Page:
In June 2015, sufficient funds had been raised to enable our acquisition to proceed and contracts were signed.

This was followed by intense work on refurbishing the bar area and on 15th November 2015, the pub once again opened its doors, with the pub managed by a manager employed by the directors of the Social Benefit Society.  

Along with the bar, a café area has been developed, which is an informal and family friendly area. A shop is planned in addition to upstairs community meeting rooms and outside, community gardens are being established.






What for me has been so exiting about all three visits is that communities have risen to the challenge of saving something that is important to them and that through this they have been able to fulfil the vision of Sir Horace Plunkett: “That its possible for rural communities to make life better for themselves”, in these cases by saving local pubs and making them in to a foci for community life.

For more details of the Plunket Foundation see www.plunkett.co.uk
For Details of Assets of Community Value Right to Bid click HERE
The George and Dragon  http://georgeanddragonhudswell.co.uk




Thursday, 30 June 2016

“Have we lost the glue that holds our rural communities together?”

At a recent meeting of Christians who work or are involved in rural matters from local authorities, businesses, agriculture, the third sector and churches, one of the concerns that became apparent was the loss of the glue that binds rural communities together.   This glue was not one particular aspect of rural life which had been lost but rather something less physical; something like magnetism or the rhythm of the tides, the loss of which has meant that people are less connected and less supportive of one another.

For several months I have been reflecting on this and then a comment at Rural Action Yorkshire staff team meeting the Chair, Jan Thornton used the words “Social Ballet” to describe community life.

This was like firing the starting gun in my mind and I was quickly making some notes as I reflected on this phrase and the idea that living in a rural community is like being part a “dance”.  What’s more I could see connections with the idea of God as Trinity.  In some branches of Christian theology is the idea, that the three persons of the Trinity (Father Son and Spirit) are not only co-equal but that they are in a perpetual loving and supportive relationship as they dance together.  As Jonathan Marlowe puts it “The early church fathers and mothers looked at that dance (perichoresis) and said, (That’s what the Trinity is like.) It’s a harmonious set of relationship in which there is mutual giving and receiving.”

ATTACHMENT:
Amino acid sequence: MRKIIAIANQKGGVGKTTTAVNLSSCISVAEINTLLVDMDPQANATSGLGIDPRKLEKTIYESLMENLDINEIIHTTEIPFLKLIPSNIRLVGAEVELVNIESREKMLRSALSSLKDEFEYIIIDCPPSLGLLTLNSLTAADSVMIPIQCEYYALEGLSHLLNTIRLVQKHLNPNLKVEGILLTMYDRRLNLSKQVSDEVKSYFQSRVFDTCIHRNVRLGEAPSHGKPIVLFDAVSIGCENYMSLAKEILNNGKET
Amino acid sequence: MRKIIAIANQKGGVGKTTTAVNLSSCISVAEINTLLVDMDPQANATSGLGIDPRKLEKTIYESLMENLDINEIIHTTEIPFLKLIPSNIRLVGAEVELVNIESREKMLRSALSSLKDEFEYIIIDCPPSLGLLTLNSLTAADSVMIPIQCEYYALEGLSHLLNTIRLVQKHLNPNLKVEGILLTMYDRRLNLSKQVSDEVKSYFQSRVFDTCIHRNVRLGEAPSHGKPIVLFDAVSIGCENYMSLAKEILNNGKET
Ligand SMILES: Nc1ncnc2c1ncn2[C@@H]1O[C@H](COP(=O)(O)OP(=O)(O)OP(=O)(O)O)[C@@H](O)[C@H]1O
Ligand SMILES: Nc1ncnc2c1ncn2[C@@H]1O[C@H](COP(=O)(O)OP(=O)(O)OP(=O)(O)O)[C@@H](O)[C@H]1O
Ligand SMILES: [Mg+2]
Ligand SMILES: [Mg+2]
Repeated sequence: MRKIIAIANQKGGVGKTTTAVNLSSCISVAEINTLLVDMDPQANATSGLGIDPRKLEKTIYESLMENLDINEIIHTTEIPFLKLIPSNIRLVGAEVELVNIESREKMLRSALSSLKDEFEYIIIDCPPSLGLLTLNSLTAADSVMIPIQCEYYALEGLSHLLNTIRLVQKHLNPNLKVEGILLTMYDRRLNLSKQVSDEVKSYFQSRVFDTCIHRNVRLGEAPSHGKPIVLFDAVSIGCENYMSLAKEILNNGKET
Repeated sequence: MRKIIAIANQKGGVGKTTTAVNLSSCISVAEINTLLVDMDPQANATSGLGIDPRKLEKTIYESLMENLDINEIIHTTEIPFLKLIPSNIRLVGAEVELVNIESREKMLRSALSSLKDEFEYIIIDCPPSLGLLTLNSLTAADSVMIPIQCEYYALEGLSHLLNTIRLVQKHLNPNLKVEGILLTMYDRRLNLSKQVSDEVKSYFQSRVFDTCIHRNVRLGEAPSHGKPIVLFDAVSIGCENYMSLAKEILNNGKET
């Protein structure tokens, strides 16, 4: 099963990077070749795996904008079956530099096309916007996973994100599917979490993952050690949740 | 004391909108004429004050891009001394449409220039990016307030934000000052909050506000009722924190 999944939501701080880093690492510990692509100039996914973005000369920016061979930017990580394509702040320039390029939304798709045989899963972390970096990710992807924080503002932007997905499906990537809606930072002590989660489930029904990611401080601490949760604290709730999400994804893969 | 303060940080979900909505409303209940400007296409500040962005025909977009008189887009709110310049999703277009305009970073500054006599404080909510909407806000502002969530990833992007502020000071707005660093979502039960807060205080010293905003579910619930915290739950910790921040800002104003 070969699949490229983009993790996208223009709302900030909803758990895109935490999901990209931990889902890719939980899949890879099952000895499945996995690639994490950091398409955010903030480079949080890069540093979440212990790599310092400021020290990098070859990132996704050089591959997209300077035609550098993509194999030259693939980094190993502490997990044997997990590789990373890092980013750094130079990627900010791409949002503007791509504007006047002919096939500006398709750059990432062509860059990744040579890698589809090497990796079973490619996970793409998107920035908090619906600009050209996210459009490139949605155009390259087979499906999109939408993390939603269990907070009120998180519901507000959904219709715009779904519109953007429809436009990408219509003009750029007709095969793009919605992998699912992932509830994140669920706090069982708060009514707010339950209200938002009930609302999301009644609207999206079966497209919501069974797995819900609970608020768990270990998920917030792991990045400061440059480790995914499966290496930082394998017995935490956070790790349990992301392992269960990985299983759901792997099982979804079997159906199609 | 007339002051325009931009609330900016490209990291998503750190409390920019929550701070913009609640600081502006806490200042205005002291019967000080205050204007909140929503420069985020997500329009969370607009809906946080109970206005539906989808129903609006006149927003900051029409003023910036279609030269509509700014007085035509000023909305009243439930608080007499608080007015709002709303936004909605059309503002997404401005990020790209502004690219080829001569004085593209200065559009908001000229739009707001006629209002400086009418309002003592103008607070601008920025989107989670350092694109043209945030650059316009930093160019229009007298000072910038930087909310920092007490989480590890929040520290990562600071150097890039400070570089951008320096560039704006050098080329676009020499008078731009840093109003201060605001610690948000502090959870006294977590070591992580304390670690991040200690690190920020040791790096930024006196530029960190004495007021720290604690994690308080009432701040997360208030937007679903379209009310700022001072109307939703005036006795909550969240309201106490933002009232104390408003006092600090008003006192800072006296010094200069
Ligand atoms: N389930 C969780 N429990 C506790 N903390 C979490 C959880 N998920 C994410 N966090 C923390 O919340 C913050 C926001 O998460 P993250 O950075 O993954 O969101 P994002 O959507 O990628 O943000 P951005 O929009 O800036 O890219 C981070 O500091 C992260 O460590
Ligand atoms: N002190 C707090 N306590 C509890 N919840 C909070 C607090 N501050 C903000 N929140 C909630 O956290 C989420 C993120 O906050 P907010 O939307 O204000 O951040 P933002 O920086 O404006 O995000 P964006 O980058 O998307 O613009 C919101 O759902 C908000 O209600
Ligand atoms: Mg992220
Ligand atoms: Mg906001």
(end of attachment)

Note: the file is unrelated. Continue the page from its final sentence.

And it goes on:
Reflecting on this I can see that in a traditional villages such as the one where I was born there were several shops, church, Chapel, village school, women’s institute, pub, village hall committee running events such as fruit and veg shows and a Cricket club which held an annual barn dance and pig roast which was attended by young and old.

I can even remember the first village hall folk dance I attended where a band lead the music, a caller explained the steps and called the moves of dances such as Strip the Willow and the Gay Gordon’s.

Since then many of these touch points where people meet and interact have been lost. The result is that people see each other less often, have less interaction and will clearly know and appreciate one another other less well as the relationships have become weaker.

It also perhaps explains why people in towns and cities feel they are isolated. As although there may be a myriad of places to shop, play sport, eat out or worship, the people that are at each of these places are different so relationships are, as a result, likely to be superficial and shallow.

In terms of addressing the loss of glue in our rural communities it’s not so much as their being one magic bullet or even one particular initiative such as a luncheon club, fresh expression of church that’s required to turn things around. It’s the development of a whole series of these so that people are able to make connections throughout the week with all members of the community at some point.


Two things I think are needed to be borne in mind in this process. Firstly, the need to realise that community and context has changed. Patterns of work and demographics have changed in rural communities so that the age profile is likely to be older. So perhaps rather than say constantly trying to prop up a cricket club perhaps  the answer is for a cricket club to transform itself into croquet or bowls club.